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:f>_^:r,t ii.


A OAKBFDL survey of any ancient site in Egypt
is generally rewarded with plenty of new dis-
coveries, and the work of the Archaeological
Survey at El Bersheh has been no exception
to the rule. One painted scene, that of the
Colossus on the Sledge,1 had made the place
famous early in the century, but its context
and the remainder of the scenes in the tomb of
Tehutihetep were almost wholly unknown, while
only one of the other inscribed tombs was on
record, having been described by Prof. Sayce
in 1890.2 It was even difficult to discover the
situation of the tombs on an}7 map.

We now offer to our subscribers a detailed
map of the tomb-valley at El Bersheh (called
by the natives Wady Der en-Nakkleh),3 and a
complete view of the tombs of the Middle
Kingdom contained in it, while only a few
less important monuments of other periods
are reserved to accompany similar matter from
various sites in a future volume. Nor must

1 El Bersheh, Pt. I., pi. xv.

- Prof. Maspero added to this publication some inscrip-
tions copied by Nestor de l'lloto in a third tomb, but
believed them to belong to the same.

:i There is no need to change the well-known name of
this group of tombs. El Bersheh being in the immediate
ni ighbourhood.

we omit to mention here the discovery of the
quarries of Het-nub as a direct result of the
Society's survey, since their inscriptions have
afforded us the most welcome light on the
history of the personages dealt with in the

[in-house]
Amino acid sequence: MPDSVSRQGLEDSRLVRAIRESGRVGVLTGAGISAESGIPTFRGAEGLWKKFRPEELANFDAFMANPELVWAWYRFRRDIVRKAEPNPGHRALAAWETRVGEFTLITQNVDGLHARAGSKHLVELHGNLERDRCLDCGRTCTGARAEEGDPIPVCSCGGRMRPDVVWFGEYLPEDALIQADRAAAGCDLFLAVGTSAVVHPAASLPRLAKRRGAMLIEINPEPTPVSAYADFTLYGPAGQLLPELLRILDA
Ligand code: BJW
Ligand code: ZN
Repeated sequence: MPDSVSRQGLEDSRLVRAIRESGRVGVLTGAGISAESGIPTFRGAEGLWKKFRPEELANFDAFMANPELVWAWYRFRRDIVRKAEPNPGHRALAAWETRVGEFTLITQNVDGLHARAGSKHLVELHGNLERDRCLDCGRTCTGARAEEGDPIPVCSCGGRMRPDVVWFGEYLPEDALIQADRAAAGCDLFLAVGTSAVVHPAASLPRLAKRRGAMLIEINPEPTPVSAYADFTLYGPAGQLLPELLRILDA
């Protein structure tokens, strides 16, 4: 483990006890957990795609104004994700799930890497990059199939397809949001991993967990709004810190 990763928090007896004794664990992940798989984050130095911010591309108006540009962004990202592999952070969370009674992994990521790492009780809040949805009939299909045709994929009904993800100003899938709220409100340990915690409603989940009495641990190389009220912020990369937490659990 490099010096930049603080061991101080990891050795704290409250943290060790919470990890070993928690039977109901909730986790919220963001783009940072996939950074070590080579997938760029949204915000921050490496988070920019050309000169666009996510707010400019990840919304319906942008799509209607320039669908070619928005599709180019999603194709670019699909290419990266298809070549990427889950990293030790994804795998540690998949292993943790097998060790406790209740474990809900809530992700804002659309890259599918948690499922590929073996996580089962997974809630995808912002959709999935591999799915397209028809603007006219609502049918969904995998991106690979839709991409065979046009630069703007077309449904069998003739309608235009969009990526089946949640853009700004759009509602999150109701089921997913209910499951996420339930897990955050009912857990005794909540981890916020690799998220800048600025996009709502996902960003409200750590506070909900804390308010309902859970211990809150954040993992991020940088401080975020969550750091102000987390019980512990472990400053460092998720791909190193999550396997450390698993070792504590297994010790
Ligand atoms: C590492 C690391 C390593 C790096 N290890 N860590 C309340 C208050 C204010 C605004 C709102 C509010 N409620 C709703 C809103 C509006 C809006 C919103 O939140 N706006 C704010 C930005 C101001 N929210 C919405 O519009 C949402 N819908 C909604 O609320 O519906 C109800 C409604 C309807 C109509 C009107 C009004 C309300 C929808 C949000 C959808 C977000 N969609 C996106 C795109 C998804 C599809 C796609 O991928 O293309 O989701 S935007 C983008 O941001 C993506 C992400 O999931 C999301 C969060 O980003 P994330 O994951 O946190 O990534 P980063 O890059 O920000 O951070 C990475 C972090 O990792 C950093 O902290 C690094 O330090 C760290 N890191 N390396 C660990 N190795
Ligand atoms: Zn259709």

following pages.

Like the tombs at Beni Hasan, those of El
Bersheh are chiefly of nomarchs who lived
under the Middle Kingdom. Their province

was known as the Hare nome, ^-^- Unt in

' I IT 1 1'
t t 1 t t

Egyptian, and their capital was called Khmenu

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,-^ Per-Tehuti (house

of Thoth), names that are, however, not quite
convertible.4 By the Greeks this city was
called Hermopolis, from the god Thoth or
Hermes, whose principal shrine was there.
The site of Khmenu is easily recognisable in
the extensive mounds of Eshmunen, lying in
the middle of the Nile valley, a little north of
the latitude of El Bersheh. The limits of the

1 Khmenu is the commonest name, being frequently found
in the titles of Thoth : Per-Tehuti often occurs in a priestly
title. Unu is perhaps a "profane" name, as opposed to
the " sacred " name Khmenu, but the latter is the origin
of- the Coptic and Arabic names : both occur together in
the graffiti of Het-nub, i. and viii. (see pi. xxii. and
pp. 48 and 52).